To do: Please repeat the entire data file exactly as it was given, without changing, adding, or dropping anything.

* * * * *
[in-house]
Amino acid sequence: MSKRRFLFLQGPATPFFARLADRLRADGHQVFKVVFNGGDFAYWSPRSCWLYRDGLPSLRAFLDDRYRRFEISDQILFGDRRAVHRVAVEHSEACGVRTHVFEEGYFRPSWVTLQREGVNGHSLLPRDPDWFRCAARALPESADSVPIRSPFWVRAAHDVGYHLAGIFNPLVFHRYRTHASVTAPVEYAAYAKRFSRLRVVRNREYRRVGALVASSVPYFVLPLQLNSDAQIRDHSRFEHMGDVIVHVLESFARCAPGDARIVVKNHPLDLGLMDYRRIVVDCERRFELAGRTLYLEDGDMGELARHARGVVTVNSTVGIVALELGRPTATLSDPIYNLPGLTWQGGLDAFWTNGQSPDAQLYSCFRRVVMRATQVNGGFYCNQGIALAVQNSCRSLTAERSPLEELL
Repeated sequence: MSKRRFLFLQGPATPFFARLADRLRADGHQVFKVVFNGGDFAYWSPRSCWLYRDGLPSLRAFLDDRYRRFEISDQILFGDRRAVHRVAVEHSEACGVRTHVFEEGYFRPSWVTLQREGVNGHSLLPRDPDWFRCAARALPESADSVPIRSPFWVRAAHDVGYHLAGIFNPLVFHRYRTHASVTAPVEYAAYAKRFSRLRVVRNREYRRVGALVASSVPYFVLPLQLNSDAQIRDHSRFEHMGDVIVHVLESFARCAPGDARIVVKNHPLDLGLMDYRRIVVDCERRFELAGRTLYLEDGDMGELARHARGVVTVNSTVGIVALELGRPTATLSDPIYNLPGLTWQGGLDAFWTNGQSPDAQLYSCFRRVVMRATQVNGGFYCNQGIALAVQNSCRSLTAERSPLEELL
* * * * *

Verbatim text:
[in-house]
Amino acid sequence: MSKRRFLFLQGPATPFFARLADRLRADGHQVFKVVFNGGDFAYWSPRSCWLYRDGLPSLRAFLDDRYRRFEISDQILFGDRRAVHRVAVEHSEACGVRTHVFEEGYFRPSWVTLQREGVNGHSLLPRDPDWFRCAARALPESADSVPIRSPFWVRAAHDVGYHLAGIFNPLVFHRYRTHASVTAPVEYAAYAKRFSRLRVVRNREYRRVGALVASSVPYFVLPLQLNSDAQIRDHSRFEHMGDVIVHVLESFARCAPGDARIVVKNHPLDLGLMDYRRIVVDCERRFELAGRTLYLEDGDMGELARHARGVVTVNSTVGIVALELGRPTATLSDPIYNLPGLTWQGGLDAFWTNGQSPDAQLYSCFRRVVMRATQVNGGFYCNQGIALAVQNSCRSLTAERSPLEELL
Repeated sequence: MSKRRFLFLQGPATPFFARLADRLRADGHQVFKVVFNGGDFAYWSPRSCWLYRDGLPSLRAFLDDRYRRFEISDQILFGDRRAVHRVAVEHSEACGVRTHVFEEGYFRPSWVTLQREGVNGHSLLPRDPDWFRCAARALPESADSVPIRSPFWVRAAHDVGYHLAGIFNPLVFHRYRTHASVTAPVEYAAYAKRFSRLRVVRNREYRRVGALVASSVPYFVLPLQLNSDAQIRDHSRFEHMGDVIVHVLESFARCAPGDARIVVKNHPLDLGLMDYRRIVVDCERRFELAGRTLYLEDGDMGELARHARGVVTVNSTVGIVALELGRPTATLSDPIYNLPGLTWQGGLDAFWTNGQSPDAQLYSCFRRVVMRATQVNGGFYCNQGIALAVQNSCRSLTAERSPLEELL